Joe Klein has a nice column this week, built around this interesting thought:

Obama has said he admires Doris Kearns Goodwin's wonderful Lincoln biography, Team of Rivals. "He talks about it all the time," says a top aide. He is particularly intrigued by the notion that Lincoln assembled all the Republicans who had run against him for President in his war Cabinet, some of whom disagreed with him vehemently and persistently. "The lesson is to not let your ego or grudges get in the way of hiring absolutely the best people," Obama told me. "I don't think the American people are fundamentally ideological. They're pragmatic ... and so I have an interest in casting a wide net, seeking out people with a wide range of expertise, including Republicans," for the highest positions in his government.

But what does that mean? It has become something of a tradition for a President to claim bipartisanship by appointing stray members of the opposing party who either have a similar outlook or are tucked into the most obscure Cabinet positions; even George W. Bush hired Norman Mineta—remember him?—as Secretary of Transportation. Obama seems intent on going beyond that. "I don't want to have people who just agree with me," he said. "I want people who are continually pushing me out of my comfort zone." Obama said he'd be particularly interested in having high-ranking Republicans advising him on defense and national security. "I really admire the way the elder Bush negotiated the end of the cold war—with discipline, tough diplomacy and restraint ... and I'd be very interested in having those sorts of Republicans in my Administration, especially people who can expedite a responsible and orderly conclusion to the Iraq war—and who know how to keep the hammer down on al-Qaeda."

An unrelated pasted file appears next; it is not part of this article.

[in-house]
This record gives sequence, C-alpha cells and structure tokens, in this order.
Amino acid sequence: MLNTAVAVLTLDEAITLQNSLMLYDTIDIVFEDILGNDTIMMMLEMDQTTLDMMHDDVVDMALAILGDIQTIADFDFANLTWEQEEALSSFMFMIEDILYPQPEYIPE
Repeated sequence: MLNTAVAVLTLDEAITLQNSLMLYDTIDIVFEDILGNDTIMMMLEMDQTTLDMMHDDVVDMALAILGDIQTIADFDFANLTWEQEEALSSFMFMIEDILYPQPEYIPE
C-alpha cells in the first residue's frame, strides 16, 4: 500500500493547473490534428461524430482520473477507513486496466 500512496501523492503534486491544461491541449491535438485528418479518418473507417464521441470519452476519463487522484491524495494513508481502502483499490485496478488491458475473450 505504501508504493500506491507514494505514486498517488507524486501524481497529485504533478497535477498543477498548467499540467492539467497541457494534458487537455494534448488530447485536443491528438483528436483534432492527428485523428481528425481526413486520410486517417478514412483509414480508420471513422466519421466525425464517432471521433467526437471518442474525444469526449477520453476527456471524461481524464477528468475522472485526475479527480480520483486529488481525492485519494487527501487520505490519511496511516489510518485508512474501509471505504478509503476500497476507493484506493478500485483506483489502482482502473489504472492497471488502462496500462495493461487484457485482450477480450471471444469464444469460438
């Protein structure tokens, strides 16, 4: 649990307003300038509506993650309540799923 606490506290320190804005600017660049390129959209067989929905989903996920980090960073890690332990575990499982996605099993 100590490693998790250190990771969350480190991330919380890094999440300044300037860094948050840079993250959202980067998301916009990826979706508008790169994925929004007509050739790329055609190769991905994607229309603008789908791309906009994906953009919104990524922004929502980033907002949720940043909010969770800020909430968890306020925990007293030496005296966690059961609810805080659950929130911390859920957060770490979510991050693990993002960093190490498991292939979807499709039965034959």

When I asked him specifically if he would want to retain Robert Gates as Secretary of Defense, Obama said, "I'm not going to let you pin me down ... but I'd certainly be interested in the sort of people who served in the first Bush Administration." Gates was George H.W. Bush's cia director—and he has been a superb Secretary of Defense, as good in that post as his predecessor, Donald Rumsfeld, was awful.

No doubt, partisan Democrats who equate bipartisan government with namby-pamby policymaking are horrified by the thought that Republicans might keep control of the Pentagon. But Gates has been neither ideological nor namby-pamby. ...

No question that there would be some irate liberals if Obama went this route. But it would send a powerful message at the outset of his administration. In particular, it would buy him some real political cover for withdrawing from Iraq, however he decided to execute that. (Conversely, keeping Gates on while deferring withdrawal indefinitely could be an absolute disaster politically.)

--Noam Scheiber